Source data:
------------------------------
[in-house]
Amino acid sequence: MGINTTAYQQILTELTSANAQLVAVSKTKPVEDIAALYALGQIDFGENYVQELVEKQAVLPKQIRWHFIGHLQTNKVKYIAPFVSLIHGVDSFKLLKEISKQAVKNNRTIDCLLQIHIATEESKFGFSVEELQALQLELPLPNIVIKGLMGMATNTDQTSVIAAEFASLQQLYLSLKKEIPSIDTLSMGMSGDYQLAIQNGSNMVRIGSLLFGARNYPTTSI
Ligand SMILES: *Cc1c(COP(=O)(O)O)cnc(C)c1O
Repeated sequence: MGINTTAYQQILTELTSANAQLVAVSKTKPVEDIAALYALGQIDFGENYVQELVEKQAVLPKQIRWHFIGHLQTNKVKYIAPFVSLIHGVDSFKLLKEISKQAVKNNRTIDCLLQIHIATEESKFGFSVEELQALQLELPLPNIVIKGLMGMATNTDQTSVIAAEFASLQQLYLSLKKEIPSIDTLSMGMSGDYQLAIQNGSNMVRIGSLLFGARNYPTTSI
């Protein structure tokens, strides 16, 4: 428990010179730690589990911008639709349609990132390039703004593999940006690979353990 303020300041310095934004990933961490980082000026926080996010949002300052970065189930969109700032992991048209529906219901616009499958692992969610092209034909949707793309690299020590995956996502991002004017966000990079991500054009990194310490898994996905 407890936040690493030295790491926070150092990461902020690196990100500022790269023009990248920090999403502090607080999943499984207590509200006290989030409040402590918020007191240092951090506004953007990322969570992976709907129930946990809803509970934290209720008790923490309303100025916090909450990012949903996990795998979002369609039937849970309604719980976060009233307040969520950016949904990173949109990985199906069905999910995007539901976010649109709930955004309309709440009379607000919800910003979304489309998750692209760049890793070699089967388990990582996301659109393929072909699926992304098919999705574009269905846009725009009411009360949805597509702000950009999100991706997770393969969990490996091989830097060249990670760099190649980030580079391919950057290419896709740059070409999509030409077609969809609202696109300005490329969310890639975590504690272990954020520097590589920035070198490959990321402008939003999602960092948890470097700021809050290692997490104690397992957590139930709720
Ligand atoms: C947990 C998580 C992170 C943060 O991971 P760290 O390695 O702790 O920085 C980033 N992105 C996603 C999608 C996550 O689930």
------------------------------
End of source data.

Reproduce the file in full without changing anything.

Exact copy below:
[in-house]
Amino acid sequence: MGINTTAYQQILTELTSANAQLVAVSKTKPVEDIAALYALGQIDFGENYVQELVEKQAVLPKQIRWHFIGHLQTNKVKYIAPFVSLIHGVDSFKLLKEISKQAVKNNRTIDCLLQIHIATEESKFGFSVEELQALQLELPLPNIVIKGLMGMATNTDQTSVIAAEFASLQQLYLSLKKEIPSIDTLSMGMSGDYQLAIQNGSNMVRIGSLLFGARNYPTTSI
Ligand SMILES: *Cc1c(COP(=O)(O)O)cnc(C)c1O
Repeated sequence: MGINTTAYQQILTELTSANAQLVAVSKTKPVEDIAALYALGQIDFGENYVQELVEKQAVLPKQIRWHFIGHLQTNKVKYIAPFVSLIHGVDSFKLLKEISKQAVKNNRTIDCLLQIHIATEESKFGFSVEELQALQLELPLPNIVIKGLMGMATNTDQTSVIAAEFASLQQLYLSLKKEIPSIDTLSMGMSGDYQLAIQNGSNMVRIGSLLFGARNYPTTSI
């Protein structure tokens, strides 16, 4: 428990010179730690589990911008639709349609990132390039703004593999940006690979353990 303020300041310095934004990933961490980082000026926080996010949002300052970065189930969109700032992991048209529906219901616009499958692992969610092209034909949707793309690299020590995956996502991002004017966000990079991500054009990194310490898994996905 407890936040690493030295790491926070150092990461902020690196990100500022790269023009990248920090999403502090607080999943499984207590509200006290989030409040402590918020007191240092951090506004953007990322969570992976709907129930946990809803509970934290209720008790923490309303100025916090909450990012949903996990795998979002369609039937849970309604719980976060009233307040969520950016949904990173949109990985199906069905999910995007539901976010649109709930955004309309709440009379607000919800910003979304489309998750692209760049890793070699089967388990990582996301659109393929072909699926992304098919999705574009269905846009725009009411009360949805597509702000950009999100991706997770393969969990490996091989830097060249990670760099190649980030580079391919950057290419896709740059070409999509030409077609969809609202696109300005490329969310890639975590504690272990954020520097590589920035070198490959990321402008939003999602960092948890470097700021809050290692997490104690397992957590139930709720
Ligand atoms: C947990 C998580 C992170 C943060 O991971 P760290 O390695 O702790 O920085 C980033 N992105 C996603 C999608 C996550 O689930």